Written By: steverino
URL: http://steverino.journalspace.com/
Goodness knows I’m neither an economist nor a politician, but why isn’t the cooling of housing prices a *good* thing? As long as housing prices are not in freefall, and the decline mostly confined to those cities where the housing speculators were banking on continued huge increases in equity, lower prices will mean more people will be enticed into the housing market.
Because it is slowing starts as well. While prices are coming down on houses, they’re certainly not coming down on building materials.
 
Written By: McQ
URL: http://www.qando.net/blog
If housing starts are that big an influence on building material prices, one would expect that a slowdown in starts will lead to lower input prices, but occurring after the starts slow. Once the input price drops, buyers will come back into the market, chasing lower-prices houses. Also, it seems to me that an interesting statistic would be whether a decline in starts as a percentage of price point intervals are the same across the price points or are concentrated in particular price point groups. Stated another way, are buyers shifting from higher prices goods to lower priced goods? MCMansion starts in my area have been softening for awhile, but I don’t know if there has been a concomitant decline is smaller or more modest houses. It seems to me that there is a dissertation in there somewhere.
 
Written By: Michael
URL: http://
I have to agree with Micheal, the economy is very hot right now and a small slowdown in the rate of growth is keeping in historical results. Especially when you consider we are near maximum employment right now.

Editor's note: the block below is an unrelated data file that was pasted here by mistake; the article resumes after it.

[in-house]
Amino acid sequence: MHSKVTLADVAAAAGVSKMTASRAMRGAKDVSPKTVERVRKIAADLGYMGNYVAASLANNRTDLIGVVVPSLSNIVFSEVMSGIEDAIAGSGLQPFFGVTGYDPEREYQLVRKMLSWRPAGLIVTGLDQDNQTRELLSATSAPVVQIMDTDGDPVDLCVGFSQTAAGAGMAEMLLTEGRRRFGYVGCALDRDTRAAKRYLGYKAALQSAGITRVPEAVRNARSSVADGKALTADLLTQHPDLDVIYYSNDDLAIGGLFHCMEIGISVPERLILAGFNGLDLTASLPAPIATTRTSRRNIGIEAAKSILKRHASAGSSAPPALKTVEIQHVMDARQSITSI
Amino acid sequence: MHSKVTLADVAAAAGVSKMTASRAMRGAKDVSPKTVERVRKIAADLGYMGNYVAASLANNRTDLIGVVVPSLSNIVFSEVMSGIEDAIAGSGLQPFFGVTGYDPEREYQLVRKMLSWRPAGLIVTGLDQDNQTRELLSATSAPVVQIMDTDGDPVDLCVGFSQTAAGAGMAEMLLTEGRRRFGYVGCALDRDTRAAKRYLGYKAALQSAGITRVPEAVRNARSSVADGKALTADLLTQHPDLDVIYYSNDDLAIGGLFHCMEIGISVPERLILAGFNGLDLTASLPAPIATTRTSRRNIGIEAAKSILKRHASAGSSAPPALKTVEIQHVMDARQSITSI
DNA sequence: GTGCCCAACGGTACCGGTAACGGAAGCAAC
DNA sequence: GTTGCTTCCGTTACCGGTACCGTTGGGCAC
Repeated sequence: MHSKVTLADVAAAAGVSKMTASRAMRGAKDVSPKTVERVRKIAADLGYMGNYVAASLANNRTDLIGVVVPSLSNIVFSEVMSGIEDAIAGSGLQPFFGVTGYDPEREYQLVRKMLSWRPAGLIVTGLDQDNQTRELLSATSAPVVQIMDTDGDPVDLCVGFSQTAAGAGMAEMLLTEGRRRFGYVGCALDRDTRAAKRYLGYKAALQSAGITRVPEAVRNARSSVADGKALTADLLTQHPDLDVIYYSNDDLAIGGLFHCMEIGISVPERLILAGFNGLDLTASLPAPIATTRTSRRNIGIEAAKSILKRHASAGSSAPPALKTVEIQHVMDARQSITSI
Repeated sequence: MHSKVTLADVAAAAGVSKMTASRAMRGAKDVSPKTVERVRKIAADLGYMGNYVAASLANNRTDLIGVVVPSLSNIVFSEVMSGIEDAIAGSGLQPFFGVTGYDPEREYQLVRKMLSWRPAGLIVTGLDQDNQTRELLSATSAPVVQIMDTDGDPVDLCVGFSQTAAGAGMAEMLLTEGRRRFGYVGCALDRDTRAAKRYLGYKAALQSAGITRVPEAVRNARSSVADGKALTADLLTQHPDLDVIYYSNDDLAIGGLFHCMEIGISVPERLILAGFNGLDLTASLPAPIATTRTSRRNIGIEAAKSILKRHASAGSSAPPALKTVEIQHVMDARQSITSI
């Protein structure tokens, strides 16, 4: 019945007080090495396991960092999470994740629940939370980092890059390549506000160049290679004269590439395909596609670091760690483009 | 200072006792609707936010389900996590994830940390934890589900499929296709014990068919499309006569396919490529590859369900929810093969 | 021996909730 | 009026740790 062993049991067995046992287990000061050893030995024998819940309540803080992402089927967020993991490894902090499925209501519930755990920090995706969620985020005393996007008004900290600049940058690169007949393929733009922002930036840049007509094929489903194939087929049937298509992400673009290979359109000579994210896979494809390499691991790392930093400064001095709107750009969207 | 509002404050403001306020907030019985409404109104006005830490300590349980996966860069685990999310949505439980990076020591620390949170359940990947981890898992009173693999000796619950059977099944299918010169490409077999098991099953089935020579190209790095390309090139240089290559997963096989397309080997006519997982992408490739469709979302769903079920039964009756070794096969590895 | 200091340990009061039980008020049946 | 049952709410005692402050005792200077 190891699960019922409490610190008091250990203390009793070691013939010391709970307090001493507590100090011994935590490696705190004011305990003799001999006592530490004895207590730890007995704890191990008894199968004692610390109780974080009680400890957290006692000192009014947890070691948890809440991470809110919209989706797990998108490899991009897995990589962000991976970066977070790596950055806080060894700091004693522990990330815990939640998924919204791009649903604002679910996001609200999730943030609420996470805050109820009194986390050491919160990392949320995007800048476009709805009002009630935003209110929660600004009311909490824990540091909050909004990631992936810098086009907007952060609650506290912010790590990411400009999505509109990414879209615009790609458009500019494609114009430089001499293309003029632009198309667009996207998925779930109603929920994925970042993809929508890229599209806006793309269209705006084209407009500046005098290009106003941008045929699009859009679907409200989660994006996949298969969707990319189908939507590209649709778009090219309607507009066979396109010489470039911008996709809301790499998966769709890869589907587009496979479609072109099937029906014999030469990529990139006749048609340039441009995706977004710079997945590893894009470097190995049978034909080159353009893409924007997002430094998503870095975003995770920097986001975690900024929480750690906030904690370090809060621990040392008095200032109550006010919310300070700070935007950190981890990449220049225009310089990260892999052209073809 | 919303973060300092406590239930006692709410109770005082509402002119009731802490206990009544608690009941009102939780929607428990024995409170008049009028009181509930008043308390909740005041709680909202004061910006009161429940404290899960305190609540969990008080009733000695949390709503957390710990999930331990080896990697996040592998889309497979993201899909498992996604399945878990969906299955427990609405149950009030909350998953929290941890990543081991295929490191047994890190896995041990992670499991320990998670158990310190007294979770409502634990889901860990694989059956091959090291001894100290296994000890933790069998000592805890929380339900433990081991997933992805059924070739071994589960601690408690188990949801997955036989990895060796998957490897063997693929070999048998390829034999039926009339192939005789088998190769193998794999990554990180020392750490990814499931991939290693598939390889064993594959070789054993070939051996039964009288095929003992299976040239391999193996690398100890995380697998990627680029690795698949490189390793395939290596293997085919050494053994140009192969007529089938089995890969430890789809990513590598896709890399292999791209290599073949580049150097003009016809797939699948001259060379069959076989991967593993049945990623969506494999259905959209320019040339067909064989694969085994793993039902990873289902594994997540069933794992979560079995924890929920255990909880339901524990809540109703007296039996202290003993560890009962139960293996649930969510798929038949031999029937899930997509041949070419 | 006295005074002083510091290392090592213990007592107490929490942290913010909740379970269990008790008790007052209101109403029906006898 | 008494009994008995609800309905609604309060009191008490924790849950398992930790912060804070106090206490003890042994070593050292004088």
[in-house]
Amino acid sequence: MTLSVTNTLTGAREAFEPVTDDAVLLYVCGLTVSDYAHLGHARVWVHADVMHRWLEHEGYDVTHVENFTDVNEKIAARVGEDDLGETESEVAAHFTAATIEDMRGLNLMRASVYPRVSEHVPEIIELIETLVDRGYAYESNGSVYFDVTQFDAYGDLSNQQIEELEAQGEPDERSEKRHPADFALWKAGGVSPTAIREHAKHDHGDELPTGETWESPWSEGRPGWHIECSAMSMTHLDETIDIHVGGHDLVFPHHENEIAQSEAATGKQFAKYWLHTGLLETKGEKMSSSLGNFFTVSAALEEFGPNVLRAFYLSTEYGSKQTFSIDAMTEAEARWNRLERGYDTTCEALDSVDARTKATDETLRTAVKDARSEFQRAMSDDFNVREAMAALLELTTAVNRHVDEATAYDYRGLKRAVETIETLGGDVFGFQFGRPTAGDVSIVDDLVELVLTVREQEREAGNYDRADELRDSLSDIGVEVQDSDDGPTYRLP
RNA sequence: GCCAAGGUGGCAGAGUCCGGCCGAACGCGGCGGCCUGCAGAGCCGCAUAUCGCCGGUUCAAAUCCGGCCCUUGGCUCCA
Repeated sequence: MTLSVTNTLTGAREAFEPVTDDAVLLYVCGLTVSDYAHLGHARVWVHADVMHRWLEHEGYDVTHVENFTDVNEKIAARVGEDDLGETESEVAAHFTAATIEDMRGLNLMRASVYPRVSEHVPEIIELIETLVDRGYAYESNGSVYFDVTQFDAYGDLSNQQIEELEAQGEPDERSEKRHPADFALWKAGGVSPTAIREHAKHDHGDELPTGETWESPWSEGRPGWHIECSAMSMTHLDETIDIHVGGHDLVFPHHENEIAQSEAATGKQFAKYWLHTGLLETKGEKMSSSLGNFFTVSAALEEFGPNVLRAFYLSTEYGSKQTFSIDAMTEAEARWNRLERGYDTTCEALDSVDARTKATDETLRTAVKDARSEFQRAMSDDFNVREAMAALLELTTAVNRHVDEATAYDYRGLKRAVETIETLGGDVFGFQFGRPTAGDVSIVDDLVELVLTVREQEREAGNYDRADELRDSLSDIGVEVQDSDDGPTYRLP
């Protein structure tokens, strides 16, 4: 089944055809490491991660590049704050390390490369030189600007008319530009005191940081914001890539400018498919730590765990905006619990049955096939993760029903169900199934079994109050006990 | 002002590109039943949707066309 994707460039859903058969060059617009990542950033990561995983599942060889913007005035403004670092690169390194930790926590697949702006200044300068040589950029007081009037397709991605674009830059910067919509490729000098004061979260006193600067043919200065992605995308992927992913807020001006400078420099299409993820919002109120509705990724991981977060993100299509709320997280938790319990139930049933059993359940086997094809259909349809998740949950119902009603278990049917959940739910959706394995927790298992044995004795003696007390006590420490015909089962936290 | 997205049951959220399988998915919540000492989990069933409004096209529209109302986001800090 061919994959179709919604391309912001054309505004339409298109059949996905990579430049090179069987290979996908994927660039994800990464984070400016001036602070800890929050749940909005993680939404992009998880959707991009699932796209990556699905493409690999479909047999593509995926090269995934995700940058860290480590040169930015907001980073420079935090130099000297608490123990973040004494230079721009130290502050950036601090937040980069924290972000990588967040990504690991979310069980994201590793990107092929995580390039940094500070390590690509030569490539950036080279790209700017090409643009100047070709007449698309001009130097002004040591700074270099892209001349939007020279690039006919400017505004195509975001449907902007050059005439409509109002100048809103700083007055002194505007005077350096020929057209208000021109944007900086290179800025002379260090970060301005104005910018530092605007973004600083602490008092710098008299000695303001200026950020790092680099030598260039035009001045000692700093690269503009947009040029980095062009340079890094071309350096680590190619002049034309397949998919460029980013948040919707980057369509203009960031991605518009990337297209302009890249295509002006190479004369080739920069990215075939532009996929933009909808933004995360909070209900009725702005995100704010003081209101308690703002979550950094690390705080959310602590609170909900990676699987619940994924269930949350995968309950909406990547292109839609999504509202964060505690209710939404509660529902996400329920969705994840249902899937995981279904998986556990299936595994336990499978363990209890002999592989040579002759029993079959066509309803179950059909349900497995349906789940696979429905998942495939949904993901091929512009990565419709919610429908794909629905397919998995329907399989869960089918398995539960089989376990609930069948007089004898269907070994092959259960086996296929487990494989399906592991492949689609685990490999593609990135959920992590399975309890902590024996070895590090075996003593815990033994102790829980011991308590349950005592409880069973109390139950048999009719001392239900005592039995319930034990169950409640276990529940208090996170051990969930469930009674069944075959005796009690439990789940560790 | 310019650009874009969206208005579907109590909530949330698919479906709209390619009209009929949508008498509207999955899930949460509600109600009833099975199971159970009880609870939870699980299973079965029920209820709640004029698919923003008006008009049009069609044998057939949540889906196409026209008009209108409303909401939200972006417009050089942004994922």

Also, real estate needed a correction, and if it is not in free fall, as Mike says then that is a good thing.

Nothing to worry about, if the high energy prices of this year did not kill consumer confidence, then it is not likely to be collapsing any time soon.
 
Written By: kyle N
URL: http://impudent.blognation.us/blog
Also, real estate needed a correction, and if it is not in free fall, as Mike says then that is a good thing.
Housing sure seems overpriced, at least here in So Cal. I happen to think a housing bubble is a bad thing, best for it to correct slowly.
 
Written By: Don
URL: http://
Larry A. Mizel, MDC’s chairman and chief executive officer, stated, "The challenges experienced by the homebuilding industry during the first half of 2006 remained prevalent during the third quarter, as the operating environment in most markets became increasingly competitive in the face of continued expansion of unsold new and existing home inventories.
http://clearstation.etrade.com/cgi-bin/bbs?post_id=7704468&Refer=

the Census Bureau’s tabulation of sales of newly built residences has shown three consecutive months of surprising gains. We suspect that some of this upside is attributable to a quirk in the data — specifically, new home sales are tallied at the time of contract signing and there is no adjustment for subsequent cancellations. Since there are widespread indications of buyers walking away from deals as the market has softened, the new home sales figures should be viewed with some caution.
http://www.morganstanley.com/GEFdata/digests/20060724-mon.html

The first quote is symptomatic of the homebuilders I follow.Not all bad news but nothing to crow about and some to be concerned about.Inventory growth as well as land positions are concerns for homebuilders due to carry costs.
Toll Brothers noted that while prices have been maintained,builders are using incentives to get contracts which keep sales up but trim margins.
The Census Bureau notation is just a caution when looking at new home sales.Existing home sales are reported at closing,new homes are not.
 
Written By: TJM
URL: http://